House prices down! Property market correcting! FHBs Revolt! It’s all happening folks and to many the inevitable asset price correction will gather full speed from here. But be warned and not deluded, the vest powers in every quarter will fight tooth and nail to try and prevent it happening. I had planned to write this post anyway but Swan’s announcement on Friday of increased and unnecessary government support for the RMBS market through the AOFM has signaled another continuous step in the propping up of an unsustainable market and the march to systemic failure.
As I and other bloggers on this site have continually stated, over expansion of credit is at the heart of over heated house prices. Keeping credit available to over indebted borrowers is the coalface where the fight will continue. Make no mistake it is a fight against those that will grab whatever loot they can, while they can, and then leave us all with the debt and the mess to clean up. Until recently the burglars have been sure they’ve had the upper hand, but other challenges are emerging for the banks and the government to deal with which is starting to make them desperate.
Twice in previous posts I have referred to the problem of an increased FX rate and offshore debt. To put it simply, referenced from the rest of the world, as the A$ strengthens Australia’s offshore borrowings, the majority of which are on the bank’s balance sheets, are increasing substantially even if Australia’s banks do not actually increase its $A borrowings.
The banks’ offshore borrowings are mostly but not totally hedged, unless we either use the hedge proceeds to reduce debt or, take advantage of the high A$ on unhedged debt maturing to repay debt, then we need to borrow more offshore currency (e.g. US$) to maintain the same level of $A debt. As we are not repaying debt but rolling it over, and with a continuing A$/US$ FX rate of 1.05 plus continued strength in Euro and Sterling, our offshore borrowings relative to the rest of the world are growing significantly. A reasonable assumption of the average A$/US$ FX rate of the bank’s borrowings is around 80 cents then our $US borrowings will increase by over 25% just to maintain the same level of A$ debt. As the gross offshore borrowings are around A$700bn then that’s a very worrying prospect.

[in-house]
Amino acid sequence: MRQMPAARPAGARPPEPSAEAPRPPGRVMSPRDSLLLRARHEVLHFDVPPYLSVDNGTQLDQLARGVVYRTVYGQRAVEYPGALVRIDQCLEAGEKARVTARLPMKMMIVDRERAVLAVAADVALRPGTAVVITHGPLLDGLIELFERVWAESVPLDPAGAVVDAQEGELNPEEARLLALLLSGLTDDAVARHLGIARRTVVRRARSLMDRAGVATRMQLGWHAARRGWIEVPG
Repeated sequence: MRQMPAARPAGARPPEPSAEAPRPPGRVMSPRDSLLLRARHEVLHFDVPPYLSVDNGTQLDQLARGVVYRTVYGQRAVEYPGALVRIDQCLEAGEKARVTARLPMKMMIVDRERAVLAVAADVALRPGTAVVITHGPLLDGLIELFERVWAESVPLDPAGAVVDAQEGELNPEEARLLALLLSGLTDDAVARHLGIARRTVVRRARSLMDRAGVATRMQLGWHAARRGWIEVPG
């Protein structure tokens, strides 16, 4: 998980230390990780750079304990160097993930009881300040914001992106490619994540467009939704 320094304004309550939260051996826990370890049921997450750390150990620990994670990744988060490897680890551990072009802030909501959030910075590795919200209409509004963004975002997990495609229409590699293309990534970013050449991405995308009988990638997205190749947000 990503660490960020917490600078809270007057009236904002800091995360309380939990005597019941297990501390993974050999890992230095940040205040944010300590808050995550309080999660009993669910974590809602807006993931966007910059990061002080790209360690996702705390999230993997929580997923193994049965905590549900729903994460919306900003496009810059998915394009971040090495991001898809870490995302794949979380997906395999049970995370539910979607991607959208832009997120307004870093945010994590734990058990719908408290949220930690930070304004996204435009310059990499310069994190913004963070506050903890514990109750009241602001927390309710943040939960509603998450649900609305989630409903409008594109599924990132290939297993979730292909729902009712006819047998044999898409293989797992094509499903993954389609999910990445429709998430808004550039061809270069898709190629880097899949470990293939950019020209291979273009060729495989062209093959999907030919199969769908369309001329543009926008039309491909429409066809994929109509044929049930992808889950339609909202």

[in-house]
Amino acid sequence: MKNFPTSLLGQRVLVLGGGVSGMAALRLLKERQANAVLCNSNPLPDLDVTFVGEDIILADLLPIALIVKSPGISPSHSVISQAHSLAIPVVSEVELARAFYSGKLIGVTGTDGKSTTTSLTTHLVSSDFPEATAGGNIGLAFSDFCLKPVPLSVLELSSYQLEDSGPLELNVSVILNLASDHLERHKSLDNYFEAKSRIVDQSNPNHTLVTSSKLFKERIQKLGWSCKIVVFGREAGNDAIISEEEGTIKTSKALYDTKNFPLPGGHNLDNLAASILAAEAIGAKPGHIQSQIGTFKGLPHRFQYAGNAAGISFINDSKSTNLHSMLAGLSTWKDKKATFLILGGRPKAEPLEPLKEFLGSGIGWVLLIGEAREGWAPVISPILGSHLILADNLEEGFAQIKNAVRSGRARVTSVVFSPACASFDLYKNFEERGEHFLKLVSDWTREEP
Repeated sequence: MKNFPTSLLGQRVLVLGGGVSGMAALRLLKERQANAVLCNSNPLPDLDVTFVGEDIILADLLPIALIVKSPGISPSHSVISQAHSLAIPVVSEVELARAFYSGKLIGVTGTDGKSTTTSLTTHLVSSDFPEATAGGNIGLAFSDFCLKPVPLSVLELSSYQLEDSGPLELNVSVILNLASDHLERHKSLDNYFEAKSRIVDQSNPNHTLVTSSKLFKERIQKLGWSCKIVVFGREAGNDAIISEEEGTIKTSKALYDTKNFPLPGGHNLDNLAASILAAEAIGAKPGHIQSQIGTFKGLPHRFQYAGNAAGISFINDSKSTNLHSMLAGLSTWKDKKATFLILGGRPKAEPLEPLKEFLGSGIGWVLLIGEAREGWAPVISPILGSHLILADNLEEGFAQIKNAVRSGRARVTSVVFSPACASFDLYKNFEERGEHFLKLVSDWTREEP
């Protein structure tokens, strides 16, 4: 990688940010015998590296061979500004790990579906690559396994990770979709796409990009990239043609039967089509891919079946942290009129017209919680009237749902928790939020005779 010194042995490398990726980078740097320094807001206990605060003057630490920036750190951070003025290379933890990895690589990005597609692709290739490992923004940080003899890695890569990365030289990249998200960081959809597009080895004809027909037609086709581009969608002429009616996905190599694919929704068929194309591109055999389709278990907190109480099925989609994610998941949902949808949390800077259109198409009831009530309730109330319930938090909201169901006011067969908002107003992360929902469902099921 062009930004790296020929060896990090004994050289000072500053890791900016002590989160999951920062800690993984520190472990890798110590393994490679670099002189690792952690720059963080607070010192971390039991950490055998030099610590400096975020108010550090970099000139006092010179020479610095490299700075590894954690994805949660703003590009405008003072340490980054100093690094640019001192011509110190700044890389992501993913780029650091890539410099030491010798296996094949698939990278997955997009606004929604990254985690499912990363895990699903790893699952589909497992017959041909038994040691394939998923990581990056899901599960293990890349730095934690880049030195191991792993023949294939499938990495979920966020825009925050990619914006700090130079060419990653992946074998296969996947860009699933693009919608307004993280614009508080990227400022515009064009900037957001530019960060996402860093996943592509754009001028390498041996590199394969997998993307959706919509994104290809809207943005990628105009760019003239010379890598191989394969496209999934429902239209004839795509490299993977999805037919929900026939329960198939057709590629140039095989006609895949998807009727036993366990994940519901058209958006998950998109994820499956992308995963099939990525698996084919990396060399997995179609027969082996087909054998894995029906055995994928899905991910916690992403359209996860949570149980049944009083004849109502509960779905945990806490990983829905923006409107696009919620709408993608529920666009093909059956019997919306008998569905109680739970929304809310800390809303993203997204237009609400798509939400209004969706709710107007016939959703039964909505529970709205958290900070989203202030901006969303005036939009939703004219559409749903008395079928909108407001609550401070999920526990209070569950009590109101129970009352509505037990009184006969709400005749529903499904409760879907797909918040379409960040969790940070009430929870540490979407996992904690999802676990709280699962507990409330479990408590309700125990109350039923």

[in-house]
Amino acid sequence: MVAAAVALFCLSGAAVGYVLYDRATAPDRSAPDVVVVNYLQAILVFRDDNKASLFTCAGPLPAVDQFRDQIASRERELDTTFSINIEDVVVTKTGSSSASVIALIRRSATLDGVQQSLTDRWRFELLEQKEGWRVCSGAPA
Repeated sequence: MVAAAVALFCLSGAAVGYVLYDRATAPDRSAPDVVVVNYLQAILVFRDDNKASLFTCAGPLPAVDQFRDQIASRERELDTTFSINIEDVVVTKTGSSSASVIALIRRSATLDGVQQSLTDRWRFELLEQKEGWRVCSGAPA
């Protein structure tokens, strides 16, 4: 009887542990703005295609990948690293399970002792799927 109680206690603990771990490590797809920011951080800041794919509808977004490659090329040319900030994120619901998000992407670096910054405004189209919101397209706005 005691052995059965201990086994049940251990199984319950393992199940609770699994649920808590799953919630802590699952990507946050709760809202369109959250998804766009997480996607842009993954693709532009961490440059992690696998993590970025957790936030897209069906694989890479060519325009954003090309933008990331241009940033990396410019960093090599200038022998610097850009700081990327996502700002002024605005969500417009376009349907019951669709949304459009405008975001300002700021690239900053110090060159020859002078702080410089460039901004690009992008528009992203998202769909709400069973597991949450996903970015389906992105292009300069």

The strength of the $A is slamming many of our industries but also our indebtedness to the rest of the world. The price to pay for solely relying on houses and holes is very high indeed.
The banks, Swan and the regulators are getting very anxious about this situation and the need to actually significantly increase offshore borrowings to keep the property market dancing. Or at least, let’s dance until it’s someone else’s problem. Consequently we get the unusually timed announcement of increased government support for the RMBS markets of $4Bn. There was no need to actually do this or to do it now. The AOFM has about $3.25bn of previous allocation yet to spend. Was it simply an announcement they wanted to keep out of budget day or a dog whistle to the offshore markets?